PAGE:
The Claremont-Mudd-Scripps men’s soccer team (11-2, 8-2 SCIAC) snatched a decisive 2-0 win over across campus rival Pomona-Pitzer (6-9, 5-6 SCIAC) in the Sixth Street Rivalry game Oct. 13. The Stags took home the treasured golden boot trophy after securing wins in both of the regular season matchups against P-P.
For both teams, the Sixth Street Rivalry games are a special opportunity to show who rules the 5Cs in sports. On the Stags’ side, head coach Matt Edwards made it clear that any game versus P-P is one to win.
“[Edwards] tells that this is the biggest rivalry in the country, and one of the coolest ones to be a part of,” CMS goalkeeper Jacob Mays CM ’22 said. “There is something special about walking to the game you are about to play, and then seeing the rival team at dinner the next night.”
The passion and excitement approaching the game were mirrored by the P-P team. Sagehen midfielder Eamon Stein PO ’21 highlighted the special intensity of the team approaching a game versus CMS.
“The team energy is always different going into the Sixth Street game, because it means a lot to us personally,” Stein said.
Stein explained that there is an extra motivation to win because of the rich history of the rivalry between the two teams.
“We just don’t like their vibe,” Stein said of the neighboring CMS team. “We see them around campus, and we want to be better than them. It is not friendly on the field.”
As a first-year on the CMS team, Mays felt pressure from both the senior Stags and the alumni present at the game to maintain a clean sheet in goal.
“The seniors made sure we knew that we owed them a win,” Mays said. “It was also important for us to show all of the alumni that were there that CMS is still on top.”
The energy of the fans was equally as intense as that on the field. The stands were packed with a distinct side for each respective team, and there was not a quiet moment for the whole 90 minutes.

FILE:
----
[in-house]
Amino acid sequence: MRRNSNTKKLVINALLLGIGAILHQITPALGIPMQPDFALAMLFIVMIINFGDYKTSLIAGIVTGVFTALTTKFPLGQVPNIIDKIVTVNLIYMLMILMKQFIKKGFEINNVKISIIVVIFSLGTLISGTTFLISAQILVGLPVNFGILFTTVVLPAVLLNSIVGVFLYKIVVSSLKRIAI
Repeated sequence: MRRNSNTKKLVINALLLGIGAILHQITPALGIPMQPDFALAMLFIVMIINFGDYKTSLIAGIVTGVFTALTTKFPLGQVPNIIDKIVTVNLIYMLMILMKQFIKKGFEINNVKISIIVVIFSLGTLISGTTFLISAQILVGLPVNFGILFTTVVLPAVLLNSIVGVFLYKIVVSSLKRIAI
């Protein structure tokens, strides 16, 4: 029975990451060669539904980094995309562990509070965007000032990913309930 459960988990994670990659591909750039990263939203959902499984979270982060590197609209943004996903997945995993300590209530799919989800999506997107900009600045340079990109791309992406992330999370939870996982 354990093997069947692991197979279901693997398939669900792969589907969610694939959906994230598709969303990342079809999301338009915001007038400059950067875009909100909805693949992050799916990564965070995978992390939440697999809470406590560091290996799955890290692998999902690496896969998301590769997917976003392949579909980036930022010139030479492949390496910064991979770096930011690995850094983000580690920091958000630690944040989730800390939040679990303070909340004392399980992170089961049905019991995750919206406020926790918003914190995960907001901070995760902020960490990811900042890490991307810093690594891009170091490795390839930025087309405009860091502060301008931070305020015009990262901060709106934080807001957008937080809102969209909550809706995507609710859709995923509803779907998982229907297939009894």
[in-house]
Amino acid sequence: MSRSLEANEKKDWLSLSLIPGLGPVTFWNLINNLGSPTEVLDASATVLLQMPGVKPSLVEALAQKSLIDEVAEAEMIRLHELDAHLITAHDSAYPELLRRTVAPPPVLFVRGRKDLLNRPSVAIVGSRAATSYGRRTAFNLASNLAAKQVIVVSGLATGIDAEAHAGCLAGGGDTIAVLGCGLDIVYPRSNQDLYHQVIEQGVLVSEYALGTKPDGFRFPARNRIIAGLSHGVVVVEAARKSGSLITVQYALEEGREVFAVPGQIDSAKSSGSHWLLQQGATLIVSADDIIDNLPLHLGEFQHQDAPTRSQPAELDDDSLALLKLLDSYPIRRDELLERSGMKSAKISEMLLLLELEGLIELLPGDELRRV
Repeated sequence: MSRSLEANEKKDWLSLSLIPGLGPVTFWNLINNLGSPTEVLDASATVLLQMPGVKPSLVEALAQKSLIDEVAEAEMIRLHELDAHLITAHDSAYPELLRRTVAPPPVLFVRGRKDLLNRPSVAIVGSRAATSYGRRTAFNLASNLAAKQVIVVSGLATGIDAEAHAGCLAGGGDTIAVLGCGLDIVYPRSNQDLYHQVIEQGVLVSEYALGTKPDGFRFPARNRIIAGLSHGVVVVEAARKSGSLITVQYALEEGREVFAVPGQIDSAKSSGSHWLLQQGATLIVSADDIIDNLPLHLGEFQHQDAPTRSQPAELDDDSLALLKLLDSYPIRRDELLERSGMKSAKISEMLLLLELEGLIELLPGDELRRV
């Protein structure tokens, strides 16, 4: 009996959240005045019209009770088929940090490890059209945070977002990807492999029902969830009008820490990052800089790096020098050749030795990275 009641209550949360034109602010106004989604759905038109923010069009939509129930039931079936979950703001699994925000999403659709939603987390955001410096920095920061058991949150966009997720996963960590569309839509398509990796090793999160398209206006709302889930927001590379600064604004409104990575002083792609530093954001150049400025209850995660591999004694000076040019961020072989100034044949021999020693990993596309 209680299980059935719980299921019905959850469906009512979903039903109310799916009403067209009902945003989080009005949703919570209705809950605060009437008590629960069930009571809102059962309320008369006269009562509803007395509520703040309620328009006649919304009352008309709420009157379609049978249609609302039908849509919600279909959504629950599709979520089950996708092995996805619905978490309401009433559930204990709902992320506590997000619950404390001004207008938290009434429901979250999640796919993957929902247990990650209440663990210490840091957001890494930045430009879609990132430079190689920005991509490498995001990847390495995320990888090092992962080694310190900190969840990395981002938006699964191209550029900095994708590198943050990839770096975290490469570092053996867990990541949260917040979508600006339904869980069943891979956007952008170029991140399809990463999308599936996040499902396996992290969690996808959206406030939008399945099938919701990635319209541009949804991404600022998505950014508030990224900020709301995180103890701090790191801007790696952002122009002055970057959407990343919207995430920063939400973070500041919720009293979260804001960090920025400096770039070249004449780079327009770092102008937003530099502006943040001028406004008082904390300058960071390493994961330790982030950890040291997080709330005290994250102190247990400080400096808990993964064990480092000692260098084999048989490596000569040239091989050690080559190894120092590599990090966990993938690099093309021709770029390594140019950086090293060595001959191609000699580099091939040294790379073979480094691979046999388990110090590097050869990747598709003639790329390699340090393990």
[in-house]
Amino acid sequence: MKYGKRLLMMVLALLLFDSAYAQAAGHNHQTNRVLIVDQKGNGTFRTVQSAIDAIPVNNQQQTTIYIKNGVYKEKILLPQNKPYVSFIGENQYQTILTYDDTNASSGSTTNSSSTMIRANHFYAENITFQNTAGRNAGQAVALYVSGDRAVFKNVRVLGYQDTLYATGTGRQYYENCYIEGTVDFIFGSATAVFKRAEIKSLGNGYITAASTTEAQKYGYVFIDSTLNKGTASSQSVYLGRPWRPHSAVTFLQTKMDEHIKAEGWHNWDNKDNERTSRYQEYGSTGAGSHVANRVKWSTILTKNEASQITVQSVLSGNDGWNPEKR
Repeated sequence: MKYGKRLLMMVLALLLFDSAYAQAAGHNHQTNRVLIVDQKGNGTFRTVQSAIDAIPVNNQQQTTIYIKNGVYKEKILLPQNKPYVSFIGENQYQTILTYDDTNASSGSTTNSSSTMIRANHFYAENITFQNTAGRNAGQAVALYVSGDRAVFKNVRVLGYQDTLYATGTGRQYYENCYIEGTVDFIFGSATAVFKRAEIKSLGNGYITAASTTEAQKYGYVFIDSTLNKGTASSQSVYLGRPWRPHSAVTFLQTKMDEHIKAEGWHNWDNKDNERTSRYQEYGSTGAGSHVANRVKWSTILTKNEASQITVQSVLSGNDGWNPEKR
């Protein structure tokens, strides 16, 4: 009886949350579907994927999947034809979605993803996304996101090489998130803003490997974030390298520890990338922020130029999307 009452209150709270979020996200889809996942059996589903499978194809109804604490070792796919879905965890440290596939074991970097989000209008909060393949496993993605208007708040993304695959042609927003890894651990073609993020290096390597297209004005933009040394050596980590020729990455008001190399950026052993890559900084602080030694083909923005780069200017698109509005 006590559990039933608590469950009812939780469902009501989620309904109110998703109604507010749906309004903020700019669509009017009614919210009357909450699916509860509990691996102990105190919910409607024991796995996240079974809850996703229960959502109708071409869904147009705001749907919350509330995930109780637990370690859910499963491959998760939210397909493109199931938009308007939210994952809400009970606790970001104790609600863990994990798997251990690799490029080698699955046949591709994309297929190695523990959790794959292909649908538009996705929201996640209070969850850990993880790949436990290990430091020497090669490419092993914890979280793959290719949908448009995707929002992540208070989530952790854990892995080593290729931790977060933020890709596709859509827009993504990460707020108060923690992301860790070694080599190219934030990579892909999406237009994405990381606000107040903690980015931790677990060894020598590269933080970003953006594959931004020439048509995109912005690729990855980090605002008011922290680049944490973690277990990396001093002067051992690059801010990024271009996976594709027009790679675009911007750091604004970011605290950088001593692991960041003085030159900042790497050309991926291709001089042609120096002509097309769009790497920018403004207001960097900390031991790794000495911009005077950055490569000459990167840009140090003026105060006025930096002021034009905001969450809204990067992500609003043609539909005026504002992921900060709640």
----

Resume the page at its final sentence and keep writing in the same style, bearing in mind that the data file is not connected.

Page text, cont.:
“The fans were going crazy, but it was important to use that as fuel, and to remain calm, cool, and collected,” Mays said.
While the players tried to remain calm, the game was a scrappy and dramatic battle from the very start. During the first 10 minutes of play, Stein — one of PP’s main goal scorers — took a bad fall after going up for a header and ultimately had to leave the game with a broken leg.
“It was really disappointing having to leave the game, especially so early on,” Stein said. “[I] feel like I could have made a difference.”
Without Stein, the Sagehens struggled against the rock-solid CMS defense to finish any of their 16 shots during the 90 minutes. The Stags only narrowly out-shot the Sagehens with 17 shots throughout the game, but experienced more success in finding the net, scoring one goal each half.
The first goal came in the 34th minute when Nate Huntington CM ’21 found a gap after a rebounded bicycle kick. Ethan Tyng CM ’22 extended the CMS lead to two after scoring on a short pass from teammate William Barton CM ’22 in the 62nd minute.
Even though the Sagehens were disappointed with a tough rivalry loss, they were proud of their second-half push to the goal, and are looking ahead to three winnable SCIAC matchups in hopes of making it into the SCIAC tournament, according to the injured Stein.
P-P will host their next SCIAC opponent Cal Lutheran (5-9, 5-6 SCIAC) Oct. 20.
The Stags walk away from the victory with the golden boot, and their heads held high going into a string of SCIAC matchups before the conference tournament.
“I think if we go into every game as hyped up as we were for [the Pomona-Pitzer] game, I don’t think there is a team that can beat us,” Mays said. “We are looking to send a message to the SCIAC that we are back, we are ready, and we are unbeatable.”